20 Animals And Sea Creatures With Amazing AbilitiesAnimals, Funny, Lists, Nature, Other, Science, Shocking, Weird
The world certainly has a strange assortment of life. Many animals often possess remarkable abilities that evolution has honed over centuries. Some of these creatures live on land, and many live in the various oceans. These abilities are jaw-dropping, and some of them should make us a bit jealous. The following list comprises a handful of such creatures, so read on to see just how amazing evolution can be. From creatures that can regenerate their own brains, to others that fire bubble-like bullets, this list provides numerous examples of Mother Nature’s finest creations.
This bright, neon shrimp actually has two super powers. They have 16 color-receptor sites in their eyes, allowing them to see all colors including ultraviolet. Humans, in comparison, only have three (red, green, blue). Its second ability is that it can snap its claws at about 30-50 mph, with accelerations of (102,000 m/s^2).
This creature is nearly immortal. When it gets old or injured it dives to the sea floor, and there it will fold in upon itself. Essentially, it reverts back to its “polyp” stage, or its baby-form, and begins life anew.
These birds have the most complicated vocal muscles out of all the songbirds. With their ability, they can mimic an innumerable range of sounds both natural and artificial. Camera shutters, car alarms, barking dogs, human voices, chainsaws – the list goes on. Supposedly, the male lyrebirds will try to incorporate a whole host of sounds into their songs as a way to attract females. So imagine a male lyrebird trying to attract a female by barking like a dog!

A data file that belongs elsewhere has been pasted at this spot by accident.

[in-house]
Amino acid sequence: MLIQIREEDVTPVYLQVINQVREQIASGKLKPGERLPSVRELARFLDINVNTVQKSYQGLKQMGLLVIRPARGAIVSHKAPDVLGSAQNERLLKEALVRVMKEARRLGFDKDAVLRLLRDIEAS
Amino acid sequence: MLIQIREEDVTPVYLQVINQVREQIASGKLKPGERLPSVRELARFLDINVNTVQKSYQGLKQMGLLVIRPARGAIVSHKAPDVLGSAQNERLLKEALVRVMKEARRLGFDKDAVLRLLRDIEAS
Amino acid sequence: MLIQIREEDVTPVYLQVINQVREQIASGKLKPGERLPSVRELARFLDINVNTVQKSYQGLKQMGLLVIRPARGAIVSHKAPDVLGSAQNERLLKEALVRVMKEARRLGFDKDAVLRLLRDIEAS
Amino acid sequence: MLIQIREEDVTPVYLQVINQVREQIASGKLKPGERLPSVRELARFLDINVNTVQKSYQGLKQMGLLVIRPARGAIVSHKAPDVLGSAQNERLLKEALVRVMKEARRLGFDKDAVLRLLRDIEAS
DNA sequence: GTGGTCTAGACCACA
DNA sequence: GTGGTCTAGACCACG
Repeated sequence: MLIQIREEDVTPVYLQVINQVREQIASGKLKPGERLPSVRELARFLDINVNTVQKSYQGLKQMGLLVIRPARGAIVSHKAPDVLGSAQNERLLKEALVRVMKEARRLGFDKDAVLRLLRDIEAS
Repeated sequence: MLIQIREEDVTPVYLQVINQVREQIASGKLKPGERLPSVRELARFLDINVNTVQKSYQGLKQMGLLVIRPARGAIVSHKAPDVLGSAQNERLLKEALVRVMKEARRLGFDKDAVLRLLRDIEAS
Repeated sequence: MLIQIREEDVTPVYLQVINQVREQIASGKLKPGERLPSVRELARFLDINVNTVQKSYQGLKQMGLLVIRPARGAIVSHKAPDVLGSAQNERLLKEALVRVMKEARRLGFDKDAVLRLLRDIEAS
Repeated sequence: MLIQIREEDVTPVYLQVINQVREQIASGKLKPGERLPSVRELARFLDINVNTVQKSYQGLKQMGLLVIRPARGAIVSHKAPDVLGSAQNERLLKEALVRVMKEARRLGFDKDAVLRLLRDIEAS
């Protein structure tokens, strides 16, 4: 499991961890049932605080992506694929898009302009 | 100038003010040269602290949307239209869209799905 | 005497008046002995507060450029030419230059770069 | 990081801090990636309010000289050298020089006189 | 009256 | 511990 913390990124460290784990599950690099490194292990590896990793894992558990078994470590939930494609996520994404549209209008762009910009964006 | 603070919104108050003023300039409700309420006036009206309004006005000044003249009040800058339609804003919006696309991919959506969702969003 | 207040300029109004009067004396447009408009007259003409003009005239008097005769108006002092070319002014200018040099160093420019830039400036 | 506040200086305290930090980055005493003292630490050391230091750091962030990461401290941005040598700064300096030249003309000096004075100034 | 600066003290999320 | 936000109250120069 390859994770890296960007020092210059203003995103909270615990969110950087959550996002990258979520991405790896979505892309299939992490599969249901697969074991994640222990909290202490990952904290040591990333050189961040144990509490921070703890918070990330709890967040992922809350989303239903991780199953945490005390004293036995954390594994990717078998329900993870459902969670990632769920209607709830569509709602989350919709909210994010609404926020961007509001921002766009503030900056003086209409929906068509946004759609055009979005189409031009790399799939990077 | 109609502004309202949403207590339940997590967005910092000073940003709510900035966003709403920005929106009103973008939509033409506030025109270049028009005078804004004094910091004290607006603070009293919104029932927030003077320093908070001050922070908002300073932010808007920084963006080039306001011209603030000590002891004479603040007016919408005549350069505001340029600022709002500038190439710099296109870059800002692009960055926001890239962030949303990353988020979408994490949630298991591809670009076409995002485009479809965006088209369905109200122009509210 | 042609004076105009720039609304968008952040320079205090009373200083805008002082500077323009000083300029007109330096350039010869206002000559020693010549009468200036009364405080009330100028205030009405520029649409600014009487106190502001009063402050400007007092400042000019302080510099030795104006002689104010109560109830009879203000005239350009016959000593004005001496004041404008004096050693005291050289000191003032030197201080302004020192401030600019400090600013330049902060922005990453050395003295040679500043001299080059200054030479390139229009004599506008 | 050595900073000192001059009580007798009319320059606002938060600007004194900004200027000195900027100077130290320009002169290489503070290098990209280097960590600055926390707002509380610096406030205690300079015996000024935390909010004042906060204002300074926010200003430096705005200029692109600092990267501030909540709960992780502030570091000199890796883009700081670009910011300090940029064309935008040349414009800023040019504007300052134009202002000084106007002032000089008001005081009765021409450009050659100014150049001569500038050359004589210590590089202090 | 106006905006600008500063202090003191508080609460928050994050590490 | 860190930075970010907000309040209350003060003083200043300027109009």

This guy is the Wolverine of frogs. When threatened, it somehow breaks its own bones internally and extends the broken parts out its feet and hands. They also have wicked sideburns like Wolverine, too.
Mimic Octopi have the ability to mimic a plethora of other underwater species, such as the lionfish, jellyfish, and sea snakes; and it does so by changing its color and reshaping its body. It can gauge the threat of another creature and shape-shift in a matter of seconds.
Also known as “water bears”, these guys are nearly indestructible. They’re tiny, only 0.059 inches in size, and can survive for nearly 120 years without food. Freezing or boiling temperatures…no problem! Pressures 6x greater than the oceans deepest depths…child’s play! Vacuum of space…piece of cake! They accomplish this by essentially dehydrating themselves to the point where their metabolic function becomes amazingly slow.
These shrimps can produce lethal acoustic pressure. They have one enormous claw, while the other is much smaller in comparison. They can snap this large claw so fast that it forms a bubble that can travel at nearly 60 mph and reach temperatures around 8,500 degree Fahrenheit.
Platypus’s have “electrolocation”. Essentially, they have receptors in their bill that allows them to detect the electrical signals their prey may generate. The ironic thing is, the more quickly prey flees, the more electricity it generates, so it becomes easier for a platypus to pursue it. What’s more, the males have barbs on their hind legs that can inject a lethal poison.